Understanding AIDS, first released in 1995, was written to provide mental health professionals with a single source of information on the medical, social, and psychological aspects of HIV–AIDS. It was and remains the only authored book covering a broad range of topics concerning the psychology of AIDS that is thoroughly grounded in the empirical literature.
With this extensively revised second edition, author Seth C. Kalichman explains the many significant advances in research on how the virus works and on immune responses to HIV, and he discusses the revolutionary treatments for HIV infection that have increased both span and quality of life for increasingly large numbers of patients living with HIV-positive and AIDS diagnoses. Kalichman also focuses impressive attention on the growth in knowledge about such issues as psychological reactions to HIV–AIDS, coping and adjustment, and psychological treatments. New coverage turns a light onto the slowly growing literature on women, children, and minorities with AIDS and on sexual adjustment after diagnosis.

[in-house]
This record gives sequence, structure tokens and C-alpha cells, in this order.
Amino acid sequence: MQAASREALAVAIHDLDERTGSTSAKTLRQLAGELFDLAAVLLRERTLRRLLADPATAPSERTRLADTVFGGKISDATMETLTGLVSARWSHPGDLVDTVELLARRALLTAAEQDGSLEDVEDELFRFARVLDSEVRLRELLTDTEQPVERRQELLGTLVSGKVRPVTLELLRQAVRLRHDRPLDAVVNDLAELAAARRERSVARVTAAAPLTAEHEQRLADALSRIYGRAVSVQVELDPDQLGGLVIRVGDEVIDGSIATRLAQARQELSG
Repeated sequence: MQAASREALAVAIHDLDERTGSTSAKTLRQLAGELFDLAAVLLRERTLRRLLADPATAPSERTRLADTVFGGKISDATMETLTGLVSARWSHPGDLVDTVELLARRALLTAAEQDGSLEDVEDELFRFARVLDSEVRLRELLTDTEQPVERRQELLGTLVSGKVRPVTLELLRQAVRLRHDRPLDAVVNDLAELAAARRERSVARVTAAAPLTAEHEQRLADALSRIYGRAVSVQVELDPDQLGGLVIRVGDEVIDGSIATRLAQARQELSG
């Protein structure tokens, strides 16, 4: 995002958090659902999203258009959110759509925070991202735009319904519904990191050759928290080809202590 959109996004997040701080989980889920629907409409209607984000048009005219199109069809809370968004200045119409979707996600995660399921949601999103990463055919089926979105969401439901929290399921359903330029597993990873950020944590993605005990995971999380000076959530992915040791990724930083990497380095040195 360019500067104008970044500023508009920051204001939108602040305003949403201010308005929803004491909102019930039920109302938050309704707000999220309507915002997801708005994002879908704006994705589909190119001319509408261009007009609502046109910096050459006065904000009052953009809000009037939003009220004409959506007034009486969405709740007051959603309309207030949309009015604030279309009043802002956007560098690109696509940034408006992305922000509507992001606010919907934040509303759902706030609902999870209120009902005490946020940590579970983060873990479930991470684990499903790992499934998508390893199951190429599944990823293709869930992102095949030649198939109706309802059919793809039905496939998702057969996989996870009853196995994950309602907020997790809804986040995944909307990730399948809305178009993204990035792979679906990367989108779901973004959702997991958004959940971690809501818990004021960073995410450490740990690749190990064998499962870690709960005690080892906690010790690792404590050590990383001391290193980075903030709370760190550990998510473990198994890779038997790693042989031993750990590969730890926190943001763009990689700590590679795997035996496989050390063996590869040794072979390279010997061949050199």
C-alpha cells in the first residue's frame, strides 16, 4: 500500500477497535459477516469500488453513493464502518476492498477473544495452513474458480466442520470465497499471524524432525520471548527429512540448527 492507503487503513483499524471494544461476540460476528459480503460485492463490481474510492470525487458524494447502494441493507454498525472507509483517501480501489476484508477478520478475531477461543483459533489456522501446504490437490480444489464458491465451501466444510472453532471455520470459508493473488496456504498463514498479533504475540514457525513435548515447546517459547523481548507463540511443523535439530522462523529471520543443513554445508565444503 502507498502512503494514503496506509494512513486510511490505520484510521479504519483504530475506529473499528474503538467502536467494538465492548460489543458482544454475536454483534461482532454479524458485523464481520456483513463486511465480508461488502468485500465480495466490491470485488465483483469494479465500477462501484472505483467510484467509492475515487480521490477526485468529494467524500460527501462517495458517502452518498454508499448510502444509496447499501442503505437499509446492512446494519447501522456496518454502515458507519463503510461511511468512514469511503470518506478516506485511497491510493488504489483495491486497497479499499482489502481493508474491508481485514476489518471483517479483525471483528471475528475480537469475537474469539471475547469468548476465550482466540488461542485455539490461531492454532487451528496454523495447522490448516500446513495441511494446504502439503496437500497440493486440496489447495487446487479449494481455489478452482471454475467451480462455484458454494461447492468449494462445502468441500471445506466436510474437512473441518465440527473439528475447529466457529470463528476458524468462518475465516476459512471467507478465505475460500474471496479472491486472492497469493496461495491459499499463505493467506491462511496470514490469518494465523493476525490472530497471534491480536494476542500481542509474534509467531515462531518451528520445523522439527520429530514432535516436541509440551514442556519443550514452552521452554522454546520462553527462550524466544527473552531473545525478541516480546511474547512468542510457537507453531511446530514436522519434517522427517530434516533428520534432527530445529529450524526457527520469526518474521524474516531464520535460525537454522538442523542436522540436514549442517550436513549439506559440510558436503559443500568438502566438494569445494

Almost half of the information in this edition is entirely new or updated. Each of the three main sections of the book have been rewritten and brought up to date. Over 100 new citations to the literature appearing between 1995 and 1998 have been added, as have new chapters on sexual adjustment and on advances in medical treatments (including treatment adherence). Finally, the glossary and all informational resource materials have been completely updated.